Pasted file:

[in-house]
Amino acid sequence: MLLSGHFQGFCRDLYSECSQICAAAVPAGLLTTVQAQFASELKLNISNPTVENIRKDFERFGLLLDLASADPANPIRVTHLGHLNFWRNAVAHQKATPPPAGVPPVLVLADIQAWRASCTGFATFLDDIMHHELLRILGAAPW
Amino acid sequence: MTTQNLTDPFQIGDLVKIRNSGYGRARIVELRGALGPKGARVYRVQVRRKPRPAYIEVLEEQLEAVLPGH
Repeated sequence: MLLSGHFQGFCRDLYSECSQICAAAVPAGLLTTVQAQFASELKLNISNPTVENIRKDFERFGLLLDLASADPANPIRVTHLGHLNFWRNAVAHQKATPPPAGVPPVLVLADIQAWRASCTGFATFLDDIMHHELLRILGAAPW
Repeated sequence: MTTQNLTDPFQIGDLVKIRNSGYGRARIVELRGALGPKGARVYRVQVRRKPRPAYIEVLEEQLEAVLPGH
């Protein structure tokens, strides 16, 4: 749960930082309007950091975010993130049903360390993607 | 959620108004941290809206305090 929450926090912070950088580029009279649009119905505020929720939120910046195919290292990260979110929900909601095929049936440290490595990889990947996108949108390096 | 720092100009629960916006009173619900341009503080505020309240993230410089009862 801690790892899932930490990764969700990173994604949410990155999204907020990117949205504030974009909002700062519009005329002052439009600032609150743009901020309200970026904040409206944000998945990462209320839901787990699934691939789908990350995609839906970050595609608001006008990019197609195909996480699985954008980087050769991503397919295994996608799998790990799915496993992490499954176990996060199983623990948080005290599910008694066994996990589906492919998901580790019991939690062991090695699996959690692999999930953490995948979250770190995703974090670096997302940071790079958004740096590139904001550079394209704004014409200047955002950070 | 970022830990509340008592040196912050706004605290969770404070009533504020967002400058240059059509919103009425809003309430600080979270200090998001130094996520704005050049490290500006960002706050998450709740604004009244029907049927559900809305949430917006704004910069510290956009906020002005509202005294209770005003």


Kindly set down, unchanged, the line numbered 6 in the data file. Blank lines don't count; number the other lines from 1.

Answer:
């Protein structure tokens, strides 16, 4: 749960930082309007950091975010993130049903360390993607 | 959620108004941290809206305090 929450926090912070950088580029009279649009119905505020929720939120910046195919290292990260979110929900909601095929049936440290490595990889990947996108949108390096 | 720092100009629960916006009173619900341009503080505020309240993230410089009862 801690790892899932930490990764969700990173994604949410990155999204907020990117949205504030974009909002700062519009005329002052439009600032609150743009901020309200970026904040409206944000998945990462209320839901787990699934691939789908990350995609839906970050595609608001006008990019197609195909996480699985954008980087050769991503397919295994996608799998790990799915496993992490499954176990996060199983623990948080005290599910008694066994996990589906492919998901580790019991939690062991090695699996959690692999999930953490995948979250770190995703974090670096997302940071790079958004740096590139904001550079394209704004014409200047955002950070 | 970022830990509340008592040196912050706004605290969770404070009533504020967002400058240059059509919103009425809003309430600080979270200090998001130094996520704005050049490290500006960002706050998450709740604004009244029907049927559900809305949430917006704004910069510290956009906020002005509202005294209770005003």